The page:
Lords to debate Euthanasia Bill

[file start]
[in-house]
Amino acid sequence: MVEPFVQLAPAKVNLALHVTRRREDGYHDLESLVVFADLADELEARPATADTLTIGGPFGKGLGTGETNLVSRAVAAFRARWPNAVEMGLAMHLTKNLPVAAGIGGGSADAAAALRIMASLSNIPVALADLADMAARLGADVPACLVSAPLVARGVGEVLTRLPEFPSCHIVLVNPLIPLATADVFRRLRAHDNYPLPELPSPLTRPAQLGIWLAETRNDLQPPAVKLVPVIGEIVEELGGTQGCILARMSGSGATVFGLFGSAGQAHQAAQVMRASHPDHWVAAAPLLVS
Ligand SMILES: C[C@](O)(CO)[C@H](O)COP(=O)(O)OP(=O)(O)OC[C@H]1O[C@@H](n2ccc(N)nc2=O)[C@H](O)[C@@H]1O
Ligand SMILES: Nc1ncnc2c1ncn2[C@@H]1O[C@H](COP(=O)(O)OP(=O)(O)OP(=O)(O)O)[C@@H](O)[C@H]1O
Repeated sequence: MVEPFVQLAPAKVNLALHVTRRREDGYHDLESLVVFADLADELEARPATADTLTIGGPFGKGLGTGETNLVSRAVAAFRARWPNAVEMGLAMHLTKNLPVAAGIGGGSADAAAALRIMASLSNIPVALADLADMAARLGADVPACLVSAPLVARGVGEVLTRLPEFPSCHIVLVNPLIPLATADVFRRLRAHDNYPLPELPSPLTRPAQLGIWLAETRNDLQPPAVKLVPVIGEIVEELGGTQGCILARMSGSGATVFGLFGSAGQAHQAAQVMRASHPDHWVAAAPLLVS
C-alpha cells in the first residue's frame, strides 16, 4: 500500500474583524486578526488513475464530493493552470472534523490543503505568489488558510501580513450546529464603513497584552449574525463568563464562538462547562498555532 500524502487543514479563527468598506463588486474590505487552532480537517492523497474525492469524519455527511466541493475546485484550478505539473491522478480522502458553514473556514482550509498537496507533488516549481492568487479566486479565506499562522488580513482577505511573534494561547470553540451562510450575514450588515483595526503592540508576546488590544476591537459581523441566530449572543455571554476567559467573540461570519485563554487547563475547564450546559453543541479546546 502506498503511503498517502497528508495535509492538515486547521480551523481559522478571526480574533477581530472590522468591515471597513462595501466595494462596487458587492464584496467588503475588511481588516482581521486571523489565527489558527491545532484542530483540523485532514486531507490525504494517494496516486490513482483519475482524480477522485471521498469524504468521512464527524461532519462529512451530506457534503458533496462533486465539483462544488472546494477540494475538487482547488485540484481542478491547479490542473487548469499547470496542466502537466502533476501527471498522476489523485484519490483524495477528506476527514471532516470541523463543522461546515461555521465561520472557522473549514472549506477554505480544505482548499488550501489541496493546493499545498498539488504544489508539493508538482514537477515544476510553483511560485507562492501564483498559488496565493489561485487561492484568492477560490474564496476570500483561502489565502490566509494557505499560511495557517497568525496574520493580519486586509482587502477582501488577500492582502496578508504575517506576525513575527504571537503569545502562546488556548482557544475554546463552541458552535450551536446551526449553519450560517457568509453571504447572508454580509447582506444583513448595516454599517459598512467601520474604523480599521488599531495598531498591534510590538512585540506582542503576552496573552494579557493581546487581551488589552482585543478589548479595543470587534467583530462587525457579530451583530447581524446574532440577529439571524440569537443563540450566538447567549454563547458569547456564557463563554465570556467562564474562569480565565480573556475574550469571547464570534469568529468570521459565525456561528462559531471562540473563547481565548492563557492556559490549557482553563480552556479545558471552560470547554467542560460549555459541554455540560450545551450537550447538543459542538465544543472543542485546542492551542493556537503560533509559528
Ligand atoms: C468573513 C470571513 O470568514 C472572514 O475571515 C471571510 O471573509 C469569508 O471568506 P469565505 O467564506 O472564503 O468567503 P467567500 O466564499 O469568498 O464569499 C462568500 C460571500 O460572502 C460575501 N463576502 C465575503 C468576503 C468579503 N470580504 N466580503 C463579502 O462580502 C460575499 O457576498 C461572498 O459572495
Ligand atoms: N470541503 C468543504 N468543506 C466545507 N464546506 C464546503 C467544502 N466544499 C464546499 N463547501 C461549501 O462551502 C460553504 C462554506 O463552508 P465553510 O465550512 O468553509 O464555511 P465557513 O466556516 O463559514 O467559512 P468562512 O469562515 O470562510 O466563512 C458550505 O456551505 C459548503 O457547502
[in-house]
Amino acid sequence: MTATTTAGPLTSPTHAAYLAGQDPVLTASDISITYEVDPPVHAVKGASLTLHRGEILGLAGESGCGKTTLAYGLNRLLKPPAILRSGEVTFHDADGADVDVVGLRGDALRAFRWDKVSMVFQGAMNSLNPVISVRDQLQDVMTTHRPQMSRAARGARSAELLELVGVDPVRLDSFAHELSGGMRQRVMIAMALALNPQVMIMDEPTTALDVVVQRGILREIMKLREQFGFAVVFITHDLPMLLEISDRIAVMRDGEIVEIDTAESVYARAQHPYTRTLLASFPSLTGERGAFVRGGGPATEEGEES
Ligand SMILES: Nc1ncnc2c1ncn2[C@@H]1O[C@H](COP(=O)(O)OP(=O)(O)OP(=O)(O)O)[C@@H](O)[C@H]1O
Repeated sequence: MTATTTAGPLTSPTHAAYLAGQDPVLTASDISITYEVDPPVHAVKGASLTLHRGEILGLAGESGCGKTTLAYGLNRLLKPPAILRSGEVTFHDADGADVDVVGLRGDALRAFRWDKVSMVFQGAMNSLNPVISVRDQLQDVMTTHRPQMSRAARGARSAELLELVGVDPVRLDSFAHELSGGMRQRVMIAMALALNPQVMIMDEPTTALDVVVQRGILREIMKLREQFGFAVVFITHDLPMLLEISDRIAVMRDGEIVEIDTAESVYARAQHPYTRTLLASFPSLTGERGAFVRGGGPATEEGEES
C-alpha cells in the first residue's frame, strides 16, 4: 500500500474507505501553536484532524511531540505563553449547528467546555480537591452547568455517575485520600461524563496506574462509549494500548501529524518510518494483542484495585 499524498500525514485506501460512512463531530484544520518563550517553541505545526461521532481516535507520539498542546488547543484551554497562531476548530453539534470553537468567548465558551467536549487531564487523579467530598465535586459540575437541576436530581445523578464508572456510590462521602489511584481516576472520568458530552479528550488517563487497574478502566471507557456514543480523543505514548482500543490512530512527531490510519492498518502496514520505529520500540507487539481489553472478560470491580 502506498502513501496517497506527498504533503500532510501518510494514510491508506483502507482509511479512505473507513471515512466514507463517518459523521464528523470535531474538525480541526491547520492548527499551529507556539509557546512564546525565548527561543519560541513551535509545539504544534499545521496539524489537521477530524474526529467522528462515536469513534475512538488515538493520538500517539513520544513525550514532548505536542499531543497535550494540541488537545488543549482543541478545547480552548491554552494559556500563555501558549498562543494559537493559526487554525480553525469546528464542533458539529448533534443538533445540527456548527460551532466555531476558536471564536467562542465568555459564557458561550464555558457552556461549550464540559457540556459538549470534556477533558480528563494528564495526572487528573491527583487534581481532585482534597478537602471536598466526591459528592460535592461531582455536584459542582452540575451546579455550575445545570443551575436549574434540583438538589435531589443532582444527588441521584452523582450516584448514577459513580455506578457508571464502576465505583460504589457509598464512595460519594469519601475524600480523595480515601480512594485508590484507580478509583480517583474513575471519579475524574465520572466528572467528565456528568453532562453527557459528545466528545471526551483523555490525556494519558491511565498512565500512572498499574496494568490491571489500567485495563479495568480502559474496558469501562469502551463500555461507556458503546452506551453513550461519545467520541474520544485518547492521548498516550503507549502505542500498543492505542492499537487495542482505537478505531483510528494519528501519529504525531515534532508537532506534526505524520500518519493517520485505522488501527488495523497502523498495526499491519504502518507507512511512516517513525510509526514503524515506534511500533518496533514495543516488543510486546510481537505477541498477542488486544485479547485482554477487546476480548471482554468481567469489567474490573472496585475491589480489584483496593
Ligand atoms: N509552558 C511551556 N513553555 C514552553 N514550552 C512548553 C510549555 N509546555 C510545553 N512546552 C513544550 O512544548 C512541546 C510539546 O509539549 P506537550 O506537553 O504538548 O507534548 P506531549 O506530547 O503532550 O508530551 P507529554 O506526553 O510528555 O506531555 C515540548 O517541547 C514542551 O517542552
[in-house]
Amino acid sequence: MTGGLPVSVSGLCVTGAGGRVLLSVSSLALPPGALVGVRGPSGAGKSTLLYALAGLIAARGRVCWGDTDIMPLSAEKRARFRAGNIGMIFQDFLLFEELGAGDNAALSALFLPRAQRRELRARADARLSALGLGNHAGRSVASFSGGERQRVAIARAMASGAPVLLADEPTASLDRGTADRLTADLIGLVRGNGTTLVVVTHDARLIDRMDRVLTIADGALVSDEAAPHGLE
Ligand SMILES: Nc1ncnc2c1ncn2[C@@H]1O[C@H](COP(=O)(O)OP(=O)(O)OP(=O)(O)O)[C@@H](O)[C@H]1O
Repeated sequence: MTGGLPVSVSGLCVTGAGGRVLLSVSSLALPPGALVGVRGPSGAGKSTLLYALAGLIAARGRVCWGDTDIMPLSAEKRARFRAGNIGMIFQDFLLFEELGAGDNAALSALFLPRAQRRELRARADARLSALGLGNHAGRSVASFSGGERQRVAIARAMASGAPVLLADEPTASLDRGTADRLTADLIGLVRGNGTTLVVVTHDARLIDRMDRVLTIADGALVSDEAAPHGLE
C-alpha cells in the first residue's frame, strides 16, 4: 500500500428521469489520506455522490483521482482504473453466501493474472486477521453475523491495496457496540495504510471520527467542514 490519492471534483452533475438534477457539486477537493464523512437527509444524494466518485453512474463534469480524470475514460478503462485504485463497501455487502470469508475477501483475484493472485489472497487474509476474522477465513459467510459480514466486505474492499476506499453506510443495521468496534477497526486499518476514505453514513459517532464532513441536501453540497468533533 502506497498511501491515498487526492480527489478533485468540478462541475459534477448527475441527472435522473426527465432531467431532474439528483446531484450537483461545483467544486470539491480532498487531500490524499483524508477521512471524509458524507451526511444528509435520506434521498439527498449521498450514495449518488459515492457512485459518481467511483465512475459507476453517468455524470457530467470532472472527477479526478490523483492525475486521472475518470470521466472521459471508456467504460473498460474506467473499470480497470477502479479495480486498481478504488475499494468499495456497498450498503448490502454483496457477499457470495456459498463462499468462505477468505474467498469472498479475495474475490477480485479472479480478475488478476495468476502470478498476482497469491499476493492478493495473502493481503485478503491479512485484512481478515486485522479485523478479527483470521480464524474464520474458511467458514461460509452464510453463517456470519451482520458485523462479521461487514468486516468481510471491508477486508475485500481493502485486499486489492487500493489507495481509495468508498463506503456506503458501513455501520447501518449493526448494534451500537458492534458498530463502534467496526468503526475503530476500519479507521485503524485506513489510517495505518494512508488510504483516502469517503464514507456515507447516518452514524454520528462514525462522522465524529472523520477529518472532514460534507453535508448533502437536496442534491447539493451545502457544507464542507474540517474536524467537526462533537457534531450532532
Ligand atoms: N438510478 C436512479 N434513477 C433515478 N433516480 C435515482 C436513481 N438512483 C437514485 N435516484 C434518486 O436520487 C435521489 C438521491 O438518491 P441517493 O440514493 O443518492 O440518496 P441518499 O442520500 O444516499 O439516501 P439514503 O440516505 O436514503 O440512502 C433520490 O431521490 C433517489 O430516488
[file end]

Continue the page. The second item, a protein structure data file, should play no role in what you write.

Euthanasia could become legal in the UK if a bill being debated by the government this week is successful. The debate on the Second Reading of Lord Joffe's Patient (Assisted Dying) Bill takes place in the Lords this Friday (6 June). Campaigners are calling for people to contact their MPS to express their opposition to the bill. In a statement Lord Alton said: "At Westminster last week one Peer, Baroness Trumpington, a former Health Minister, said that she had not received a single letter opposing euthanasia but had been inundated with letters supporting it. There is a huge write-in campaign. It is co-ordinated by those lobbying for change." However, he pointed out, the Bill has been strongly opposed by religious leaders, together with the British Medical Association, Help the Aged, the Disability Rights Commission and Disability Awareness in Action. Archbishop Rowan Williams said: "Euthanasia is an act of violence, an attempt to take possession of the future ..even if euthanasia were legalised in some form and pragmatic anxieties overcome, it could not be a course of action endorsed by Christians." Cardinal Cormac Murphy-O'Connor and the Chief Rabbi have repeated this view and are calling for more compassion and resources for the care of the elderly and terminally ill. Lord Alton said: "Care homes and hospices that have traditionally overseen the care of the elderly, the sick or the dying will become charnel houses. In seeking to 'take possession of the future' we will demand of our doctors that they become licensed killers. The collateral effects on society's attitudes are incalculable. "The issue for Christians is not simply about whether euthanasia should be endorsed. It is about whether something so fundamental should occur with barely a murmur of protest. Thirty years ago Christian quietism, and a docile, false belief that abortion would never be legalised, paved the way for a law that has claimed six million lives. With what indifference will we now allow the fate of the unborn to be visited on the sick and dying?" Lord Alton said: "In writing to Members of the House of Lords, and MPs, you can remind them of this week's important opinion poll of British doctors. 61% state that they do not want euthanasia legalised - with a further 13% undecided. Most doctors are so opposed - some 76% - that they say that if euthanasia were legalised they would refuse to perform it. Not one single palliative care doctor who responded to the survey said they would be prepared to practice euthanasia or assisted suicide. "Professor Tim Maughan the director of Wales Cancer Trials Network at Cardiff University put it succinctly: "this is not what we became doctors to do." He said: "This debate has been manufactured by lobby groups with a clear agenda. Despite all the publicity around the tragic cases of Diane Pretty and Reg Crew, half the doctors who were surveyed said that in the past three years not a single patient or their relatives had requested euthanasia. 59% of the doctors said that the British Medical Association were right to resist moves to legalise euthanasia. "The Hospice Movement has warned of the dire consequences. Dr Nigel Sykes, Medical Director of St Christopher's Hospice in London says the Joffe Bill is 'dangerous' and could progress to include patients with mental illness. Euthanasia without express request will inevitably follow. Patients will be made to think that euthanasia is the decent thing to do." He concluded: "Now is the time to speak out. We don't need euthanasia, we need more resources for geriatric care and hospices. To die with dignity we don't need doctors to kill us." To express your view, write to peers at the House of Lords, London SW1A OPW. Further details are at: www.parliamentaryprolife.org.uk or from Right To Life at rtl@ukgateway.net (0208 992 7657)

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